With regards to voltage dependent cation channels it is thought that the potassium transporters may act to import sodium ions into the root cells with a low affinity, whilst this is not usually of importance in areas of high salinity, this can result in an high uptake of salt into the plant via the root cells.
Despite the role of potassium channels in salt uptake, it is known that the voltage independent cation channels play a much larger role in salt entry to root cells.
Mechanisms that Control Salt Uptake in Root Cells
Although there is a gene known as 'salt overly sensitive' that has been shown to be involved as a part of a salt regulation pathway in arabidopsis many other factors act to control the regulation of salt uptake and removal in plants these include:
1. Soil acidity
2. Membrane potential
3. Salt concentration and form
4. the action of plant hormones
Plants and Salt Ion Toxicity
As much as 20% of all arable land is affected by high salt levels; this has a major impact upon the yield and type of plants that can be grown in these areas. Much research has been carried out into salt tolerance in plants with the hope that one day crop plants can be bred that have a higher tolerance to saline toxicity and will be able to grow or/and produce larger yields.
Much of the salt uptake into plants acts through passive networks such as those associated with cation transportation such as potassium ion channels. This section takes a look into the mechanisms that plants have developed to deal with ion toxicity.
Methods Used by Plants to Deal with Ion Toxicity
There are many mechanisms that plants are able to employ in combating salt stress, retain homoeostasis and overcome ion toxicity. Some of these mechanisms include:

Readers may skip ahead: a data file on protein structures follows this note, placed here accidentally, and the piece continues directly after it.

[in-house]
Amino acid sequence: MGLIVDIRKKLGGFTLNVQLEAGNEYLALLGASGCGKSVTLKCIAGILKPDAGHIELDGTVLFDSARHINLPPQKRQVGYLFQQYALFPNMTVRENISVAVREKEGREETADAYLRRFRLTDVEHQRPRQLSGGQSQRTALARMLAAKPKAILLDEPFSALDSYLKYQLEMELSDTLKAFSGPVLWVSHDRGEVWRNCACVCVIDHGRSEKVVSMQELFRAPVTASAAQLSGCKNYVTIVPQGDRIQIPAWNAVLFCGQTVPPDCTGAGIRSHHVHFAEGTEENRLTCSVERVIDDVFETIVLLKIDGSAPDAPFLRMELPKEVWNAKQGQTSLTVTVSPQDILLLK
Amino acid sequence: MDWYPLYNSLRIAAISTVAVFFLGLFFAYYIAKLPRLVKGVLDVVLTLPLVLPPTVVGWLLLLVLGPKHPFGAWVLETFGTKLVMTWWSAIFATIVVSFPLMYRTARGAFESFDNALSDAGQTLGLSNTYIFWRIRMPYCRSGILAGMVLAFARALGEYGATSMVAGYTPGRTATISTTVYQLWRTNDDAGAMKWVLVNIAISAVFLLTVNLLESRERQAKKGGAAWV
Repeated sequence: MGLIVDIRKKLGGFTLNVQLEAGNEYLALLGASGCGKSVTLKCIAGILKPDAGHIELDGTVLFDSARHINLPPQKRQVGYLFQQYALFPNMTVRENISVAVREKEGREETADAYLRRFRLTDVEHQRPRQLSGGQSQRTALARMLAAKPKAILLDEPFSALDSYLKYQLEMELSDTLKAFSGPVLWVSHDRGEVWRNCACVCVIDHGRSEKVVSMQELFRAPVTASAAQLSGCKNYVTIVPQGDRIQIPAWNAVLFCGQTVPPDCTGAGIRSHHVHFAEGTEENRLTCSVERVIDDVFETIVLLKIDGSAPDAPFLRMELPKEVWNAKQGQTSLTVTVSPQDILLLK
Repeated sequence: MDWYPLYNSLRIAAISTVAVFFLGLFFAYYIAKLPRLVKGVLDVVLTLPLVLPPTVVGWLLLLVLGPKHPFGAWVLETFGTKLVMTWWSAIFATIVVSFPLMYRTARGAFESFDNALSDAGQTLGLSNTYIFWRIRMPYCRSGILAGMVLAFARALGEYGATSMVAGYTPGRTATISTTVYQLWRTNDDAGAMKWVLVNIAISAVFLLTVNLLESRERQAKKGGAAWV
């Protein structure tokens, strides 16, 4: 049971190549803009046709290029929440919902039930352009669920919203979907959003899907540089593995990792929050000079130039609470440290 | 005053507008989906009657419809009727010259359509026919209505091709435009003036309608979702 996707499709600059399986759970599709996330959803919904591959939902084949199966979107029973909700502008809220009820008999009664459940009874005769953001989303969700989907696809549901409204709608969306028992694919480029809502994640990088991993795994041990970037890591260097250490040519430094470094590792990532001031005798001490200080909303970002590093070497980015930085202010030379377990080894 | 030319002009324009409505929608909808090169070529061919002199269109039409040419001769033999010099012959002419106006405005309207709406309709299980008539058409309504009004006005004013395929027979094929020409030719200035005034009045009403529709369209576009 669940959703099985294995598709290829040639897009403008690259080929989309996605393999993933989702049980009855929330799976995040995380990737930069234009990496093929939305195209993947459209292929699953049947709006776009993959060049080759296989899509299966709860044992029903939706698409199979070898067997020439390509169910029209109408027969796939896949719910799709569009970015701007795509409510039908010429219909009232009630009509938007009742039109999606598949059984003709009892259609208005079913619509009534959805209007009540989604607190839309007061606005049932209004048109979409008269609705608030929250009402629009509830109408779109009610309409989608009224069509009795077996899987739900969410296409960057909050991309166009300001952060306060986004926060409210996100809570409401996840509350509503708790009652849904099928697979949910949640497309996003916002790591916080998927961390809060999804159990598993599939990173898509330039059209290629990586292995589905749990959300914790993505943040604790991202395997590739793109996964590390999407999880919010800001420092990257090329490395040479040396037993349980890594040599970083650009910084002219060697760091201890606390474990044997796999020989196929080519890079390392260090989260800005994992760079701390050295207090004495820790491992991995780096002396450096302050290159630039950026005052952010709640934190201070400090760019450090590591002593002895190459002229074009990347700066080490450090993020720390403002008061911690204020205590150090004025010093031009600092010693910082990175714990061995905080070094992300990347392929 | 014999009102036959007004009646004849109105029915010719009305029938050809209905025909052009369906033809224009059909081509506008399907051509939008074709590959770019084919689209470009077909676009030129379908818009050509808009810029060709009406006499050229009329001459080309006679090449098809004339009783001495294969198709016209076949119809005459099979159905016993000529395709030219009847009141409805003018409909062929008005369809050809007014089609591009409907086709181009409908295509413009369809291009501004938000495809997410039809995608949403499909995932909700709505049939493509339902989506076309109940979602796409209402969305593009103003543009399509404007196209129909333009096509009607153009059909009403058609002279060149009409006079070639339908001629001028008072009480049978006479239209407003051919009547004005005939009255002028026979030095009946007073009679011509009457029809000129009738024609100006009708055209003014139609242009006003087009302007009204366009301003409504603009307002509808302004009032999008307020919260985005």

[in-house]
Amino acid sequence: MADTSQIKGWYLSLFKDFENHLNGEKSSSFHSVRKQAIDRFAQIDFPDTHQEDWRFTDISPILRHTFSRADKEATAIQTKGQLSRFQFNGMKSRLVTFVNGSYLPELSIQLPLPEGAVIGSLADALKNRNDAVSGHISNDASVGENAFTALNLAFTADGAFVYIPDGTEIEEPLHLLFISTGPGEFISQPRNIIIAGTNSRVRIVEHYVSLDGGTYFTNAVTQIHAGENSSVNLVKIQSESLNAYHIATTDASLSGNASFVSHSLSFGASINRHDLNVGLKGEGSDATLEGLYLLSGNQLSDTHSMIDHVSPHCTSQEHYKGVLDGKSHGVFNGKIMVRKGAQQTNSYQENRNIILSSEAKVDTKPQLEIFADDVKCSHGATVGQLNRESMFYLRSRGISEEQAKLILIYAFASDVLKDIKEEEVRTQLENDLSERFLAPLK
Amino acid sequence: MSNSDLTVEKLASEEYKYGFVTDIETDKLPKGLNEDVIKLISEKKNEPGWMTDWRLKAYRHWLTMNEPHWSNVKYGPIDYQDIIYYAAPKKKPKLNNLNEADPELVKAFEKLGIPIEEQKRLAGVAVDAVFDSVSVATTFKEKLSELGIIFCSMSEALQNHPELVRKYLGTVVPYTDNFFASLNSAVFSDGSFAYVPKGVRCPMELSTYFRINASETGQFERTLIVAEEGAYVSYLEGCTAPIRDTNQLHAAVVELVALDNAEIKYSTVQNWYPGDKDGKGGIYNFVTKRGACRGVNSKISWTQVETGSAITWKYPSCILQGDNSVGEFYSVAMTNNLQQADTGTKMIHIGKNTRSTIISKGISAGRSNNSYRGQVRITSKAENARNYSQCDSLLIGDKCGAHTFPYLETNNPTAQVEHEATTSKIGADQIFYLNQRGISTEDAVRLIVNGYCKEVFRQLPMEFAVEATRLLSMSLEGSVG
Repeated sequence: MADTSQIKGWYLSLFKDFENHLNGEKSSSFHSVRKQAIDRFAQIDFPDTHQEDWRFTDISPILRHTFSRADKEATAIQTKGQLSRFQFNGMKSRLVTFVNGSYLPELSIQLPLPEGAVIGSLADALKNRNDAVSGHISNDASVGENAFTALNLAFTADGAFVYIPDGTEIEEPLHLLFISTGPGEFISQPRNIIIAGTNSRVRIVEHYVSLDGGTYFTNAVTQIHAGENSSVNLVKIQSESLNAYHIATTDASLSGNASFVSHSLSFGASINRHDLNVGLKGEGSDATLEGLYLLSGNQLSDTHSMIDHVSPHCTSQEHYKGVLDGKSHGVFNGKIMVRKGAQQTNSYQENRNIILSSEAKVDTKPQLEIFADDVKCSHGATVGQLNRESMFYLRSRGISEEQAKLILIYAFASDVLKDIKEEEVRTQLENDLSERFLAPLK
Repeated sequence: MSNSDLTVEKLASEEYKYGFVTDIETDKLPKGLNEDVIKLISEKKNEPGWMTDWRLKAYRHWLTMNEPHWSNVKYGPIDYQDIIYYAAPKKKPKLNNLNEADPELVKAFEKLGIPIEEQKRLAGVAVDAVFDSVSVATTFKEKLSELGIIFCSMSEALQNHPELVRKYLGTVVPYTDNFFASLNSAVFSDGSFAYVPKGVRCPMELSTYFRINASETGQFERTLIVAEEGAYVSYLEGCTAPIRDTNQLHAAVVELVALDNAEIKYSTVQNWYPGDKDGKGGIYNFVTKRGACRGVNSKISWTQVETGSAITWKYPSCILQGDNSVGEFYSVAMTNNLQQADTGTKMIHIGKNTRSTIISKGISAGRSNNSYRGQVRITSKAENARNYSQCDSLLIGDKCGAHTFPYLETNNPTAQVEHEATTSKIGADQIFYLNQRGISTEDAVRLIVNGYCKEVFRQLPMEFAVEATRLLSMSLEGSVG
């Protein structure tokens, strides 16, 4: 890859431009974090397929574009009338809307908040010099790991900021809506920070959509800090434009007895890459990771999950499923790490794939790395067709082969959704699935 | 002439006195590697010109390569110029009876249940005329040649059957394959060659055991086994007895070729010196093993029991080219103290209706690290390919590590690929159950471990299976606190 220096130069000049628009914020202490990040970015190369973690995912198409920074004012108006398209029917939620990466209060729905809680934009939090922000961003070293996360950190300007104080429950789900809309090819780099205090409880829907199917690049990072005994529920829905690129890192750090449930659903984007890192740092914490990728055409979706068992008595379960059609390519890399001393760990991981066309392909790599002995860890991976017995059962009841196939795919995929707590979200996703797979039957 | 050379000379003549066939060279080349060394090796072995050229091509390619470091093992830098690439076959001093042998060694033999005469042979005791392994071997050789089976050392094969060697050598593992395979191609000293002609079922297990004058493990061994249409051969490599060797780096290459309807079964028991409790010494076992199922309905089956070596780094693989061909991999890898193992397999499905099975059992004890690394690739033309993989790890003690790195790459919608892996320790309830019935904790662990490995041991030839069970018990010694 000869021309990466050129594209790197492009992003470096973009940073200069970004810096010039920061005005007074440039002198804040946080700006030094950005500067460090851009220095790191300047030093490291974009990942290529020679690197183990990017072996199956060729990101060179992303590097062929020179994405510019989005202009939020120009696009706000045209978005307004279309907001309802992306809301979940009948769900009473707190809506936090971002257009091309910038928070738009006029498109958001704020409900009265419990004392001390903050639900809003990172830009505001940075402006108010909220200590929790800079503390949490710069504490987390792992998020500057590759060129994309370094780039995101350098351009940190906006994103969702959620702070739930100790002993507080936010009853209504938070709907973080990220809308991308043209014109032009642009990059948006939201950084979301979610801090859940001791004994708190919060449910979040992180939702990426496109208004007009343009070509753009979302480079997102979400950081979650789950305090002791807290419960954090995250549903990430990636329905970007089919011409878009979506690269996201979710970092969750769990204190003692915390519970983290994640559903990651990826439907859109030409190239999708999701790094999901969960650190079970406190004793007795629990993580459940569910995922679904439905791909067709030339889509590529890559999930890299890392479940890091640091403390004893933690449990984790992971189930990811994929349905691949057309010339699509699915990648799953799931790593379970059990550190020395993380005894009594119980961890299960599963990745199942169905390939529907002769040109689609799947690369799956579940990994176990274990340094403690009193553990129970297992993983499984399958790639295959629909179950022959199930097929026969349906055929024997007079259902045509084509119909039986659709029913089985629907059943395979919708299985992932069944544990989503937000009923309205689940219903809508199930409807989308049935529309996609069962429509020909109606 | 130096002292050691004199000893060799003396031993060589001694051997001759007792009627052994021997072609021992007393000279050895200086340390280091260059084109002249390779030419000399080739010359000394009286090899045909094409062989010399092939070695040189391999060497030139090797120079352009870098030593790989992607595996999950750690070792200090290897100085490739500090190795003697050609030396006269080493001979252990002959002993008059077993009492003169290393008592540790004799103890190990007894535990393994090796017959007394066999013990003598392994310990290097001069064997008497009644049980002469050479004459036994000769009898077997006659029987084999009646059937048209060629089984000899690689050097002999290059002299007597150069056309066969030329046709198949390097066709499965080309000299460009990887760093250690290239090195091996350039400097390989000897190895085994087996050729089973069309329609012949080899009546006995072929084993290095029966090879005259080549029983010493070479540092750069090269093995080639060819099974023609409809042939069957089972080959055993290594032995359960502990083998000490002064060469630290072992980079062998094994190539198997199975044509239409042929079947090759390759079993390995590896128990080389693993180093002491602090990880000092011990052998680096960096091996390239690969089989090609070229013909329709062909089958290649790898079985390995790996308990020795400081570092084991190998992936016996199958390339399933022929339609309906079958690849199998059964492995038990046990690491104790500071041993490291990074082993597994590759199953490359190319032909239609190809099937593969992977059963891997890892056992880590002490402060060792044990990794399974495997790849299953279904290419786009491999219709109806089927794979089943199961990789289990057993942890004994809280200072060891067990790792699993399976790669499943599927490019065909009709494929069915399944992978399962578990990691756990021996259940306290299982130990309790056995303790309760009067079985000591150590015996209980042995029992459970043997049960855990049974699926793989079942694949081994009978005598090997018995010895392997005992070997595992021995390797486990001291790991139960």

1. Restriction the mechanisms involved in salt uptake
2. control of long distance transport of salt
3. compartmentalisation of salt
4. extrusion of salt from the plant
5. Prioritising the maintenance of potassium to sodium ratio levels in the cytosol
Effects and Control of Ion Toxicity in Plants
The presence of increased salt ions can lead to many toxic affects. An excess of sodium at the root surface can seriously impact the uptake of other cations such as potassium; this can lead to disruption of membrane potential, cell turgor and the disruption of enzyme function. Plants are able to overcome this to a degree by operating selective high affinity potassium channels, however even with these mechanisms in place the presence of large quantities of salt in the soil means that the plant can not take up potassium at will, resulting in slower growth and a lack of vigour.
The presence of sodium ions in the cytoplasm can have a dramatic inhibitory effect to many enzymes. Interestingly even in salt tolerant halophytes increases in salt in the cytoplasm is toxic and the ratio of potassium to sodium ions in the cytoplasm is maintained similar to that seen glycophyte plants. To help to reduce the level of sodium in the cytoplasm halophyte plants compartmentalise excess salt in their vacuoles.
Calcium and the Control of Salt Tolerance
One of the essential elements that is involved in the control of salt tolerance is calcium. If calcium is readily available plants are better able to maintain homoeostasis in saltier environments. It is the ratio of cytosolic to internal calcium that is important to the regulation of salt sensitivity. Calcium ions are also able to help with ion toxicity by maintaining potassium transport mechanisms and the selectivity of potassium to sodium uptake in areas of high salinity.